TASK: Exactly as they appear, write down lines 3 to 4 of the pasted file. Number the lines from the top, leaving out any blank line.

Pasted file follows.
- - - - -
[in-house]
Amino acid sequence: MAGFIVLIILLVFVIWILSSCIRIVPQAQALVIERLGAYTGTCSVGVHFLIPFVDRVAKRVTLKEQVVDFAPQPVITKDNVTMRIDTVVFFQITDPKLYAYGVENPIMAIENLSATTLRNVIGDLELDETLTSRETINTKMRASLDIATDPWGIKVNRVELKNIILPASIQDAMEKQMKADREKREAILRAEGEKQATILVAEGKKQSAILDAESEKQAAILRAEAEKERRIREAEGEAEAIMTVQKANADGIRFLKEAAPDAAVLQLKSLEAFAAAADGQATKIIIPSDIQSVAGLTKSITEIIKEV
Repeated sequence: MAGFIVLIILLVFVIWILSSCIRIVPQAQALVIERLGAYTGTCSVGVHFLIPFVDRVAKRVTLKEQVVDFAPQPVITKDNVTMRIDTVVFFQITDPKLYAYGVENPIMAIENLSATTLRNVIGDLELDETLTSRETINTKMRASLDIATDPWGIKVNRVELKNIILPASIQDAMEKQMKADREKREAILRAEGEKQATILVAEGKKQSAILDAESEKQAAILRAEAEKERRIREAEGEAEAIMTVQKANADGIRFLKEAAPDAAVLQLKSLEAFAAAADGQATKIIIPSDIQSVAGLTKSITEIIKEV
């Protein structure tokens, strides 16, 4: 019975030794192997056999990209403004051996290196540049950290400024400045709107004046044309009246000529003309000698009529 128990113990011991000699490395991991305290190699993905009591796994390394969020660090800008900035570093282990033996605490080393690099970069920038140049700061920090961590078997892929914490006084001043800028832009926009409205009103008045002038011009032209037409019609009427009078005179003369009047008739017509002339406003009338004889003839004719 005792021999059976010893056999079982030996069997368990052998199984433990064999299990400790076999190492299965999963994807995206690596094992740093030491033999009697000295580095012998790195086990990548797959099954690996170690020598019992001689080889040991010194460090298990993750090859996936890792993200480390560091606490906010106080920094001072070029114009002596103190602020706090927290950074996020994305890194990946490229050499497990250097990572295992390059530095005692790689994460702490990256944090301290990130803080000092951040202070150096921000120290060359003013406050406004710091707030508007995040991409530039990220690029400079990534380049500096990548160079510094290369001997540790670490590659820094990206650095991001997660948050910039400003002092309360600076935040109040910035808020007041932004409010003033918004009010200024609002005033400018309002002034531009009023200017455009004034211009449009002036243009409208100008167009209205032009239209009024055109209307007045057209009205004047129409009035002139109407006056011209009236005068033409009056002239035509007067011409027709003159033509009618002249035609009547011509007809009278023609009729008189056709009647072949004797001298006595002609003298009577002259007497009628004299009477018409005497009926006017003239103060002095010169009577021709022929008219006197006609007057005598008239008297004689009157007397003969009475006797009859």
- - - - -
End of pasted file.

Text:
Repeated sequence: MAGFIVLIILLVFVIWILSSCIRIVPQAQALVIERLGAYTGTCSVGVHFLIPFVDRVAKRVTLKEQVVDFAPQPVITKDNVTMRIDTVVFFQITDPKLYAYGVENPIMAIENLSATTLRNVIGDLELDETLTSRETINTKMRASLDIATDPWGIKVNRVELKNIILPASIQDAMEKQMKADREKREAILRAEGEKQATILVAEGKKQSAILDAESEKQAAILRAEAEKERRIREAEGEAEAIMTVQKANADGIRFLKEAAPDAAVLQLKSLEAFAAAADGQATKIIIPSDIQSVAGLTKSITEIIKEV
């Protein structure tokens, strides 16, 4: 019975030794192997056999990209403004051996290196540049950290400024400045709107004046044309009246000529003309000698009529 128990113990011991000699490395991991305290190699993905009591796994390394969020660090800008900035570093282990033996605490080393690099970069920038140049700061920090961590078997892929914490006084001043800028832009926009409205009103008045002038011009032209037409019609009427009078005179003369009047008739017509002339406003009338004889003839004719 005792021999059976010893056999079982030996069997368990052998199984433990064999299990400790076999190492299965999963994807995206690596094992740093030491033999009697000295580095012998790195086990990548797959099954690996170690020598019992001689080889040991010194460090298990993750090859996936890792993200480390560091606490906010106080920094001072070029114009002596103190602020706090927290950074996020994305890194990946490229050499497990250097990572295992390059530095005692790689994460702490990256944090301290990130803080000092951040202070150096921000120290060359003013406050406004710091707030508007995040991409530039990220690029400079990534380049500096990548160079510094290369001997540790670490590659820094990206650095991001997660948050910039400003002092309360600076935040109040910035808020007041932004409010003033918004009010200024609002005033400018309002002034531009009023200017455009004034211009449009002036243009409208100008167009209205032009239209009024055109209307007045057209009205004047129409009035002139109407006056011209009236005068033409009056002239035509007067011409027709003159033509009618002249035609009547011509007809009278023609009729008189056709009647072949004797001298006595002609003298009577002259007497009628004299009477018409005497009926006017003239103060002095010169009577021709022929008219006197006609007057005598008239008297004689009157007397003969009475006797009859």